Greenville grad new golf pro at Candlestone


By Bruce Bentley • Last Updated 9:41 am on Monday, June 10, 2013

Candlestone head golf pro Mitch Stressman on the driving range on Friday afternoon.

BELDING — Mitch Stressman loves his job.

The 2007 Greenville High School and 2011 Ferris State University graduate is the new head golf professional at Candlestone Golf and Resort.

Stressman — who spent last season as assistant golf professional at Eagle Crest Resort in Ypsilanti — found out about the Candlestone opening while home and enjoying dinner at his current job location.

“I was home visiting family, stopped in here for dinner one night and realized they did not have head pro,” Stressman said. “I thought I might as well throw my hat in the ring. I didn’t see a job posting or anything. I just sent an email to the owner and general manager.”

A look at the resume, an interview and Stressman was hired at Candlestone Golf and Resort.

“I didn’t expect them to call be back a day later, so it was surprising,” he said.

Golf has always been a passion for Stressman.

“I was on the golf team in high school, varsity for three years,” he said. “I tried out a couple of times for the Ferris State team, but they bring in 100 fantastic golfers each year for the program, so it is quite competitive to make it.”

Stressman is a PGA Class A member, but as he says, “I’m a golf professional, not a professional golfer.

“The words are kind of flopped,” Stressman said. “Basically, it means you are certified to run a golf facility, teach and it offers education further than college through the PGA.”

As head pro, Stressman has many duties, which include managing a staff or almost 20, handling outings instructing golf and more.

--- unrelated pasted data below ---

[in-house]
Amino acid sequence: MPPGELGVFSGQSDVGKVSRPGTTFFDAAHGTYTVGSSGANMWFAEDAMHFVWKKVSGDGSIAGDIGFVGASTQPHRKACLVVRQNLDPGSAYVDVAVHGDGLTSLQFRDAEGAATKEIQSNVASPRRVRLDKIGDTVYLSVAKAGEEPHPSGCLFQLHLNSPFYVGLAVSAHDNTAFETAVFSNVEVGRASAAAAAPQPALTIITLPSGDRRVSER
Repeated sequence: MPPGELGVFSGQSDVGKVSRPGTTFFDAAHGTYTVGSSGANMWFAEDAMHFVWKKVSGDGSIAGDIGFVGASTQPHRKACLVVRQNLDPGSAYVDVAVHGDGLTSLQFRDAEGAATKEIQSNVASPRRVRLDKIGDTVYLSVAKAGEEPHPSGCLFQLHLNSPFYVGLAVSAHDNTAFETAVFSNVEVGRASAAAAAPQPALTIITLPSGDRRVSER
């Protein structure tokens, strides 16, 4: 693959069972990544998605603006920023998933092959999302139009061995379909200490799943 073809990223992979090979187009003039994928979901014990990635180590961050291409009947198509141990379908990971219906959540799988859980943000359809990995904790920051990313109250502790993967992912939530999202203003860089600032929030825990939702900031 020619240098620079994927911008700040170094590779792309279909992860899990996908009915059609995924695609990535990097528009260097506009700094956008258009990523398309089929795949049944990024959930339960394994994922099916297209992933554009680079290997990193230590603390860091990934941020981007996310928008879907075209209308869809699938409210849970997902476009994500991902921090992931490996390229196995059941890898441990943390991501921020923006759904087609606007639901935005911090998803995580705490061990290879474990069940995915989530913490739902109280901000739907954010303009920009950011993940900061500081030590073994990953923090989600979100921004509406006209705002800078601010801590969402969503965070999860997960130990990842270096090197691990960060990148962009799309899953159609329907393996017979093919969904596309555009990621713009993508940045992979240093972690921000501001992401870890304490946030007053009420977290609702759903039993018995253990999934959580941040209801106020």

“I’m probably one of the more reasonable price points for golf instructing in the area. I’m trying to build a base,” Stressman said. “I charge $20 for a half hour and $40 for a hour.”

There is a $10 upcharge for his V1 digital coaching system per half hour. For $75 you get two hours of instruction while golfing nine holes. That includes the video instruction, as well.

Like all golfers, Stressman — a plus .5 handicap — has a favorite and a least favorite hole.

Hole No. 2 would qualify as his favorite, but No. 15 would be his least favorite.

“No. 15, I like to call that death valley,” Stressman said. “It’s a 243 yard par 3. Unless you can hit a 245 yard carry, you pretty much don’t have a club for that hole. It’s tight, it’s long, it’s hard to beat that hole.”

Just a few months into his new job, Stressman is loving every minute of it.

“Sometimes I need to take a step back and think I’m really doing this,” he said.

Stressman’s goal is to be a director of instruction or general manager of a facility.

“Teaching to me isn’t a job. I will sit on a driving range and show you how to hit golf balls all day,” Stressman said. “If I could live for free I would.

“I like where I’m at and loving life right now,” he added.

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